Rings are more than eye-catching jewelry. Since the very beginning, they have been performing the function of an amulet, an indicator of social status, and even a signature verifier. Do you know how else people could use their rings? If your answer is ‘no’, then this article will shed some light on the purpose of this little ornament.
Rings, finger jewelry shaped like a rim, hoop or spiral and made of various materials, are common among people of all cultures and religions. Bone rings were worn back in the Paleolithic era. Our ancestors believed that the round shape was able to safeguard from evil spirits. The first metal rings occurred in the Bronze Age. A ring is considered to be a symbol of unity and eternity since due to its circular form, it is impossible to see where it begins and where it ends.
Finger jewelry was commonplace in the ancient world. They were more than a means of decoration; more often than not, they pinpointed the social position of a person. For example, in the Roman Republic, senators and horsemen wore gold rings while regular citizens had iron bands. When the Roman Republic became the Roman Empire, this rule was abolished. Since the 3rd century AD, all free-born citizens could wear gold rings and freed slaves spruced themselves up with silver jewelry.
A ring also attested the right of inheritance. If a warrior died in a battle, his widow received his ring and that made her a legal heir to his property.
Functions of Rings
Besides social status indicators, rings soon became an attribute of certain professions or lifestyles. You can still find ring-style thimbles, which are common among shoemakers and seamstresses. Archers used to rock three rings, on the index, middle, and ring fingers each. Their mission was to protect the digits from bowstring cuts. In fistfights, men often used makeshift brass knuckles that looked like rings with massive stone inlays or bulging metal embossing.
Check out this knuckle duster ring.
Mystical and Religious Significance
Along with that, our ancestors tended to endow rings with religious and mystical meaning. For example, Muslims consider cornelian rings to be sacred since Prophet Mohammed owned a ring with this precious stone. They believe that ‘those who wear a carnelian ring continuously abide in prosperity and joy’. Miraculous properties were attributed to turquoise rings as well. There was a belief that the blue mineral framed by precious metal would become a talisman and bring wealth to its owner.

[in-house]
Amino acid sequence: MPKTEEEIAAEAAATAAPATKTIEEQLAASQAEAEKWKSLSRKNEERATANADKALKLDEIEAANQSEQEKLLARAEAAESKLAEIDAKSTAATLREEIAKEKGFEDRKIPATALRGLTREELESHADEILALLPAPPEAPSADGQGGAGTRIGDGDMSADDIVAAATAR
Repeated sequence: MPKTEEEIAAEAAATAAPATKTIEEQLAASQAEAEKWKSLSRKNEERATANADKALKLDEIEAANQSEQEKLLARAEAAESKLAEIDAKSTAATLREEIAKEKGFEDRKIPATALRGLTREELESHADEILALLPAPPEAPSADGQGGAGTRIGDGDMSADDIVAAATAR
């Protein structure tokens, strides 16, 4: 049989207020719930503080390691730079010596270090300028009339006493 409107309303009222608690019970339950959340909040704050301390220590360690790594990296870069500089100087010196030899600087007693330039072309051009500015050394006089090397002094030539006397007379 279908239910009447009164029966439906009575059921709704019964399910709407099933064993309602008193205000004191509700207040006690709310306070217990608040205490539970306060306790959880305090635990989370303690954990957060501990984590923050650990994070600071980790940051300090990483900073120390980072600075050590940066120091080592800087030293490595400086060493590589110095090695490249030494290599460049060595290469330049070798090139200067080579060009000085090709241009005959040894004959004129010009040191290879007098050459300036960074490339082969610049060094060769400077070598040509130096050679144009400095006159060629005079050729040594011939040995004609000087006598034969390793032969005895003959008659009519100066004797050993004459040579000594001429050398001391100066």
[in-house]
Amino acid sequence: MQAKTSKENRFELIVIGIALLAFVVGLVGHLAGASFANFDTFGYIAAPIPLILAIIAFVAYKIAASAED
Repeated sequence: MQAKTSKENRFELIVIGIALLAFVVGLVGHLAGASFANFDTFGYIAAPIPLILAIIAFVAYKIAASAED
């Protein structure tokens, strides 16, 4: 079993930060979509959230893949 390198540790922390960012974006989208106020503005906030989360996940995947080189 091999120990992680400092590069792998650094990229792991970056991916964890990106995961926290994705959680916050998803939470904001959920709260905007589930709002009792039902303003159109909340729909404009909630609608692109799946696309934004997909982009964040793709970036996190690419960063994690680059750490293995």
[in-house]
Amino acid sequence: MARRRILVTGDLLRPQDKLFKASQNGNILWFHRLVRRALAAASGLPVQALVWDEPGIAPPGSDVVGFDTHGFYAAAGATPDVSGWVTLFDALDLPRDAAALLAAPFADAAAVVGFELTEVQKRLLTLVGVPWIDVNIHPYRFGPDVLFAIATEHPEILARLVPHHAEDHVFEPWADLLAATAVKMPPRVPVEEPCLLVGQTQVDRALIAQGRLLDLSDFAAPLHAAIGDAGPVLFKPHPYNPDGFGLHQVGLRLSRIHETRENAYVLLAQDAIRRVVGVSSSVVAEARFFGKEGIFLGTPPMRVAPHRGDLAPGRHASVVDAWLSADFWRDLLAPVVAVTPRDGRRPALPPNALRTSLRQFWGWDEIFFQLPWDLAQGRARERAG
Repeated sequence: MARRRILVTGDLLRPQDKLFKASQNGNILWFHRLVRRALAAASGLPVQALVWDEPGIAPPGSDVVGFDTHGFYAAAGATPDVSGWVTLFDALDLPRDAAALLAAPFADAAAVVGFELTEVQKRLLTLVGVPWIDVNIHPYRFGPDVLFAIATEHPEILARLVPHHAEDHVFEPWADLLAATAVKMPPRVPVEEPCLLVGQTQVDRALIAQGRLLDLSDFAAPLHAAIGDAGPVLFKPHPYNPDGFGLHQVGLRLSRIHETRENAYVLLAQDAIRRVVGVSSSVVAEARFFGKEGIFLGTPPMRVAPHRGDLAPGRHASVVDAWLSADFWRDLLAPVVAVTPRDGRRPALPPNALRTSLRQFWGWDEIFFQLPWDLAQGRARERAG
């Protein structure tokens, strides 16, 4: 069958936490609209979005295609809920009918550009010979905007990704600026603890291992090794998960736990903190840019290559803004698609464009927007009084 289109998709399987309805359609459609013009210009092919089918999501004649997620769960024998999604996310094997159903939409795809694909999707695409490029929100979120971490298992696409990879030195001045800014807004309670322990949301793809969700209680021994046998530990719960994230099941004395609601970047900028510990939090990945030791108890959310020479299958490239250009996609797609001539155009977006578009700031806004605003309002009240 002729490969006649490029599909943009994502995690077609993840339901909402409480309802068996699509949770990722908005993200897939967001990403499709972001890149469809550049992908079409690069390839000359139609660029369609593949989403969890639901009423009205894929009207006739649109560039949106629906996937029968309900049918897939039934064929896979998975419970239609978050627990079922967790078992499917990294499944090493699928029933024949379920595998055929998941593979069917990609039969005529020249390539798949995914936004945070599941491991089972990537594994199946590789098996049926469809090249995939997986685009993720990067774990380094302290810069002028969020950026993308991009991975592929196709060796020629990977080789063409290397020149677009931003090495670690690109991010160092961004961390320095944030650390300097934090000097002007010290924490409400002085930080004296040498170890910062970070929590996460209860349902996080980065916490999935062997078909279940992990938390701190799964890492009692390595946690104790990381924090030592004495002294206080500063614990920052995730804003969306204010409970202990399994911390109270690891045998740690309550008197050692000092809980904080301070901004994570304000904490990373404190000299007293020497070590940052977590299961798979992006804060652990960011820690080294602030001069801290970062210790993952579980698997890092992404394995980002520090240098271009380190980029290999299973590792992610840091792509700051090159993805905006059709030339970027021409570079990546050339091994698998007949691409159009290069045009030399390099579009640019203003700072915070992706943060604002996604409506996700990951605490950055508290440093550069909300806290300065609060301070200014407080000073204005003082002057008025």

Check out this turquoise silver eagle ring.
Peoples of the ancient world believed that direct contact between a gemstone and the skin enhanced the healing and protective properties of an amulet. There were even studies that tried to explain what kind of mystical powers a stone could possess. For example, sapphires were supposed to drive out envious people, as well as help detect fraud and witchcraft. People relied on rubies to strengthen health, dispel evil thoughts, reconcile strife, and defeat lust. Emeralds healed eye diseases and contributed to the growth of well-being. Diamonds protected against parasites and boosted courage.
In those days, mysticism and religion walked hand in hand. To prove their faith and also make the connection with the Creator more tangible, people used to wear (and many believers still do) jewelry adorned with special symbols or messages. Rings that feature quotes from the holy books are found in Christianity, Judaism, and Islam. For example, many Islamic rings carry Qur'an quotes engraved on carnelian, jade, or lapis lazuli. Quotes, icons, and sacred images could be carved on a gemstone inlay, bezel, or the shank’s inner surface. It was believed that engravings inside the shank have the strongest protective properties since they come in contact with the hand.
Check out this Virgin Mary ring.
Today, many people continue believing in the mysticism of objects, images, and symbols. Take bikers, for example. Despite a tough and somewhat brutal appearance, motorcyclists are superstitious. They believe that a skull ring (as well as any other piece of skull jewelry or even a tattoo) is a talisman that helps avoid death.
Check out this cross skull ring.